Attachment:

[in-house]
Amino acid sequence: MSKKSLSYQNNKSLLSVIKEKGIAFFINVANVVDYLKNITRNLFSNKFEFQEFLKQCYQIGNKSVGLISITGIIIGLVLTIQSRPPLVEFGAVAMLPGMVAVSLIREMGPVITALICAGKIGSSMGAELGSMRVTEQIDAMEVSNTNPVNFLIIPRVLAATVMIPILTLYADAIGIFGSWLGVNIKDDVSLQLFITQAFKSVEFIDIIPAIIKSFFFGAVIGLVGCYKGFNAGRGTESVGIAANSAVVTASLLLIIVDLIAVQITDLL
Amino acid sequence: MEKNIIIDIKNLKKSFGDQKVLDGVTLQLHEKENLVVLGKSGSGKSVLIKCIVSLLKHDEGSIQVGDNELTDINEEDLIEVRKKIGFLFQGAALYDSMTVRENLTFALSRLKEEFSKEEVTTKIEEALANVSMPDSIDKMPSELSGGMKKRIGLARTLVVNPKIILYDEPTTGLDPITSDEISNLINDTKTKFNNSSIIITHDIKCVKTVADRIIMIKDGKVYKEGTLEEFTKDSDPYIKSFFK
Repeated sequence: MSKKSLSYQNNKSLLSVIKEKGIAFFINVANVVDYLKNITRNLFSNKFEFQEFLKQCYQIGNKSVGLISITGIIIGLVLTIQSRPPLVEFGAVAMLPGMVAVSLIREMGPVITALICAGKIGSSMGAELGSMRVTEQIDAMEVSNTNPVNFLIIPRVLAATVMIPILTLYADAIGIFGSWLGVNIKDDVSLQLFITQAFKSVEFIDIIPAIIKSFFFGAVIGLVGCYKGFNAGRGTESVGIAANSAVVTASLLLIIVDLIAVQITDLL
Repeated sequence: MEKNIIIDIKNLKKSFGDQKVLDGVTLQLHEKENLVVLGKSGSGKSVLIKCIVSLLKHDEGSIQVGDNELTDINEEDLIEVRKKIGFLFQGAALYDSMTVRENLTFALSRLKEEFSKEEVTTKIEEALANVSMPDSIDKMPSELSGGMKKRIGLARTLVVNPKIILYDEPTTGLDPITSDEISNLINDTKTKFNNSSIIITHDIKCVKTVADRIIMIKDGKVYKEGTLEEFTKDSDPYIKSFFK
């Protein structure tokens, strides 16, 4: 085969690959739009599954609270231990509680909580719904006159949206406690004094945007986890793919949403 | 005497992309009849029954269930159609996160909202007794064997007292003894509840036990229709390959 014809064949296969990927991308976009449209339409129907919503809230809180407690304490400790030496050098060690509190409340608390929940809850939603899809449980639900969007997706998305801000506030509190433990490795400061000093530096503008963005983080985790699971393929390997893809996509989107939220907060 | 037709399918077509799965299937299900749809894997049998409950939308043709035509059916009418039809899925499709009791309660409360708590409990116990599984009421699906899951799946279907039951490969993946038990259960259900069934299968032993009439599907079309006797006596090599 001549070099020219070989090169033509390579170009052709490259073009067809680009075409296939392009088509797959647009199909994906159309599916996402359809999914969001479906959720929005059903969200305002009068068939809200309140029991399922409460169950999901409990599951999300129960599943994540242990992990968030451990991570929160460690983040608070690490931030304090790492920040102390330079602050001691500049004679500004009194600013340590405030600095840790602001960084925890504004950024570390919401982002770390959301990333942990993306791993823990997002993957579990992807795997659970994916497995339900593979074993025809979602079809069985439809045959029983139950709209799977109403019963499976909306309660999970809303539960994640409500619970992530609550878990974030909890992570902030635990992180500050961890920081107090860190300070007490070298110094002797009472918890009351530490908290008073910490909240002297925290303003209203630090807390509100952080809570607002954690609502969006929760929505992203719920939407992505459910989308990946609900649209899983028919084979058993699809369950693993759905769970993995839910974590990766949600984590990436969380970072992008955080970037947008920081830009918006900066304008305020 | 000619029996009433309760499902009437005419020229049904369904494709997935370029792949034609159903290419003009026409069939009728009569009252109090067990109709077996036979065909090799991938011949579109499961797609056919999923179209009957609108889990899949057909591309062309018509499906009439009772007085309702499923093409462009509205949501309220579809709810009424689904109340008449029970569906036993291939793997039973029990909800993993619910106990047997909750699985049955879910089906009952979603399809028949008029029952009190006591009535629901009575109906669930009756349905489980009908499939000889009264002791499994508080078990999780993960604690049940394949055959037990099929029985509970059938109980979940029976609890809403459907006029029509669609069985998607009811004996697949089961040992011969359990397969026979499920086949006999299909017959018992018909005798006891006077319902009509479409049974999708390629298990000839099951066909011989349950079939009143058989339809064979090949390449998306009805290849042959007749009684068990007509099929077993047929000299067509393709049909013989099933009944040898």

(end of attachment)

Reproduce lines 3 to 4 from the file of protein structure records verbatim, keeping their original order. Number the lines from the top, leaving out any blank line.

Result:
Amino acid sequence: MEKNIIIDIKNLKKSFGDQKVLDGVTLQLHEKENLVVLGKSGSGKSVLIKCIVSLLKHDEGSIQVGDNELTDINEEDLIEVRKKIGFLFQGAALYDSMTVRENLTFALSRLKEEFSKEEVTTKIEEALANVSMPDSIDKMPSELSGGMKKRIGLARTLVVNPKIILYDEPTTGLDPITSDEISNLINDTKTKFNNSSIIITHDIKCVKTVADRIIMIKDGKVYKEGTLEEFTKDSDPYIKSFFK
Repeated sequence: MSKKSLSYQNNKSLLSVIKEKGIAFFINVANVVDYLKNITRNLFSNKFEFQEFLKQCYQIGNKSVGLISITGIIIGLVLTIQSRPPLVEFGAVAMLPGMVAVSLIREMGPVITALICAGKIGSSMGAELGSMRVTEQIDAMEVSNTNPVNFLIIPRVLAATVMIPILTLYADAIGIFGSWLGVNIKDDVSLQLFITQAFKSVEFIDIIPAIIKSFFFGAVIGLVGCYKGFNAGRGTESVGIAANSAVVTASLLLIIVDLIAVQITDLL